“101 Eastbound” was a song he wrote for Fourplay more than 20 years ago and it remains one of the band’s permanent set-list numbers. On this version, he adds a Brazilian feel to the song. In a “come-full-circle” sense, Nathan’s album is recorded at Ocean Way Studios where “101 Eastbound” was first recorded with Fourplay.
Nathan readily admits that his philosophy of playing has not really changed that much over the last 20 years. Doing “what’s right for the music” is still his chief concern.
“101 Eastbound” remains my favorite Fourplay piece and it is sheer delight to hear it as the opening track. The session musicians Nathan has assembled are first-rate and they have “captured the magic” by doing things old school. Instead of the current manner of bringing in the musicians to record their parts individually and separately, all of the musicians have been brought together to record “”en corps.” Whereas Nathan has spent his career supporting you-name-whoever, it is a joy to hear others supporting him and pushing him to the forefront.
In the treatment of Stevie Wonder’s “Sir Duke,” Nathan’s bass takes the vocal line and channels Stevie incredibly. The arrangement is spectacular. After only two bars, the key is kicked up a minor third by the horns and is then walked back by half-steps. The effect is to settle you in briefly for what is assumed to be an instrumental version of the song then completely kicks the chair from beneath you with a “Hey! This is fun!” ride to the very end. Stevie would be pleased, I’m sure.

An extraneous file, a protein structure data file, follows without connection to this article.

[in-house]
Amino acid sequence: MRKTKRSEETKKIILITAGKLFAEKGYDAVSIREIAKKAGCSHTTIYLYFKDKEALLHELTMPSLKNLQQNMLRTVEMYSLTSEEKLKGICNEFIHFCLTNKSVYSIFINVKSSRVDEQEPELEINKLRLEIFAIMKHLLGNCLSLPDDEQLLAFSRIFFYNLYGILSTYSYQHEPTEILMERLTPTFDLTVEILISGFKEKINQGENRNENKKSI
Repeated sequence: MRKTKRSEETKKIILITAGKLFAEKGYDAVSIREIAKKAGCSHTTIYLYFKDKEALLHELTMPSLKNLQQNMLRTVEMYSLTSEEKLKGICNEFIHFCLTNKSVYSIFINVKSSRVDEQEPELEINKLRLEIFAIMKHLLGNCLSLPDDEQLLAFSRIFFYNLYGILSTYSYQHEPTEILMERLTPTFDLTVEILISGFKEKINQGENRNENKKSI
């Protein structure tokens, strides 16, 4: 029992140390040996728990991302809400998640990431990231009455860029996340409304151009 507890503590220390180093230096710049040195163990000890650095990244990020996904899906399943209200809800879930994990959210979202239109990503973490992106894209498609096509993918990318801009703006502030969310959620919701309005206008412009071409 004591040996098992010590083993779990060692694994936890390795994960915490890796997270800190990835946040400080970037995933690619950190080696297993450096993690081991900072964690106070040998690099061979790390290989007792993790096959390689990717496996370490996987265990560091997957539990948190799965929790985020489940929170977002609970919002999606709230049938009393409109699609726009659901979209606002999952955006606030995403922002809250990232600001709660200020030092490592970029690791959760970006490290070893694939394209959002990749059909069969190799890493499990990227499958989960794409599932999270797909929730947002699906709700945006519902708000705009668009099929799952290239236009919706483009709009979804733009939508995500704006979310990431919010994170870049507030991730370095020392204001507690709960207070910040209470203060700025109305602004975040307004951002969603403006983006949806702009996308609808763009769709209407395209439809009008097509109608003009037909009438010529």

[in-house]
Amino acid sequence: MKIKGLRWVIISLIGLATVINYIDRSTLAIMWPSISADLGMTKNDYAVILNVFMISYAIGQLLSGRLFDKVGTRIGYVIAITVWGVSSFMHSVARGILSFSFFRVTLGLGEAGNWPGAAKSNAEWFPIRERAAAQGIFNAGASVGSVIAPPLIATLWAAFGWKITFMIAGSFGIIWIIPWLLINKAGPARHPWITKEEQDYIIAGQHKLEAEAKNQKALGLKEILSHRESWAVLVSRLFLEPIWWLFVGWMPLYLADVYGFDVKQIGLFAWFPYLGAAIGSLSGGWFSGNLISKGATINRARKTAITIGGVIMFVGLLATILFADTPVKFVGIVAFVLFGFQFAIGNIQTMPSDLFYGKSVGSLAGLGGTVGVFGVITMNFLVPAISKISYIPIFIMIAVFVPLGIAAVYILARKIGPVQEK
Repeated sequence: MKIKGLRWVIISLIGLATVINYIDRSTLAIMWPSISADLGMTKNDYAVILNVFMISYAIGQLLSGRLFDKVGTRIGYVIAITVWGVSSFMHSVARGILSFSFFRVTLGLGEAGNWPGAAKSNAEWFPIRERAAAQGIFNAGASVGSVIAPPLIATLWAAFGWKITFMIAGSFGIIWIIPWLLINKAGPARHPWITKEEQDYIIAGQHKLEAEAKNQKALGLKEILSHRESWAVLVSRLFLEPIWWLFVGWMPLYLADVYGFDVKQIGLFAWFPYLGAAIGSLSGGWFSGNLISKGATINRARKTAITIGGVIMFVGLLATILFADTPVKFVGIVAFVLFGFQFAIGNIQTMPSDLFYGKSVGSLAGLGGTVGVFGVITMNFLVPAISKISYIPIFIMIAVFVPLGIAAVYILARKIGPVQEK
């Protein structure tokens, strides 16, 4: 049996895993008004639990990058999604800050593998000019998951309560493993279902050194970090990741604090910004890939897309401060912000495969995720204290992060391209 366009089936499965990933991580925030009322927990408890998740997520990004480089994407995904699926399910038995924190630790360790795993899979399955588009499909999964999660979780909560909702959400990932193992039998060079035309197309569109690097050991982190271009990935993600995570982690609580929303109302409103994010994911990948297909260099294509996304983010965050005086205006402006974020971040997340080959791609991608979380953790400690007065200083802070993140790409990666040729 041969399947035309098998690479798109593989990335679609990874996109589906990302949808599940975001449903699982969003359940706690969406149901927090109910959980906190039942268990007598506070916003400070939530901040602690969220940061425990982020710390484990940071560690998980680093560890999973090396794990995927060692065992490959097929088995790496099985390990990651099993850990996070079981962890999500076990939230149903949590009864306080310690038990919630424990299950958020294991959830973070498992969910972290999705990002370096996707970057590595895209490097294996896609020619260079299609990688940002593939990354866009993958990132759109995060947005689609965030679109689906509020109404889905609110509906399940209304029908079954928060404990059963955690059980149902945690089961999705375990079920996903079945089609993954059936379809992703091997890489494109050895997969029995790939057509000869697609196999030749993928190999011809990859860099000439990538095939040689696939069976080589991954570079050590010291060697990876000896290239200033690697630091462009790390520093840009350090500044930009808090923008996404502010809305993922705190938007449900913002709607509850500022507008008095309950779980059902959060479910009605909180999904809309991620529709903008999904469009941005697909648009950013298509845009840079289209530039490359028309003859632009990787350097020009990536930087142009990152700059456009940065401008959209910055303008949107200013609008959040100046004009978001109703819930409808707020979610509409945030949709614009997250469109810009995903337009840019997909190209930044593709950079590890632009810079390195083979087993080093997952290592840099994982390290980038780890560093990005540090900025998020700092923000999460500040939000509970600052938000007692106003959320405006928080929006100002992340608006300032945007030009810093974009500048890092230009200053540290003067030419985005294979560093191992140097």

Following the rousing and riveting “Sir Duke” is the memorable Pat Metheny song “Letter from Home.” It is delicate and almost nocturne-like. It is one of my favorite Metheny pieces ever and it prospers under Nathan’s touch. The open-vista orchestration carries the listener willingly along a stream of remembrance. On an album full of stand-out moments, this is one of those that stands out just a little more.
A light bass-walk briefly introduces the fourth track until the unmistakably brilliant vocals of Michael McDonald slide in. McDonald initiates the song with the languid voicing of Van Morrison’s original until McDonald turns back into McDonald. He abandons the smooth and easy approach in favor of a raw and throaty attack on the lyrics. It’s like James Brown stealing the mic from Nat King Cole.
The great Tom Scott (L.A. Express and others) wrote the big band horn arrangement and it smokes! Producer Chris Gero had told Scott what he wanted and Scott took it home and brought back the rhythm charts and horn charts and Nathan never wanted to change a thing.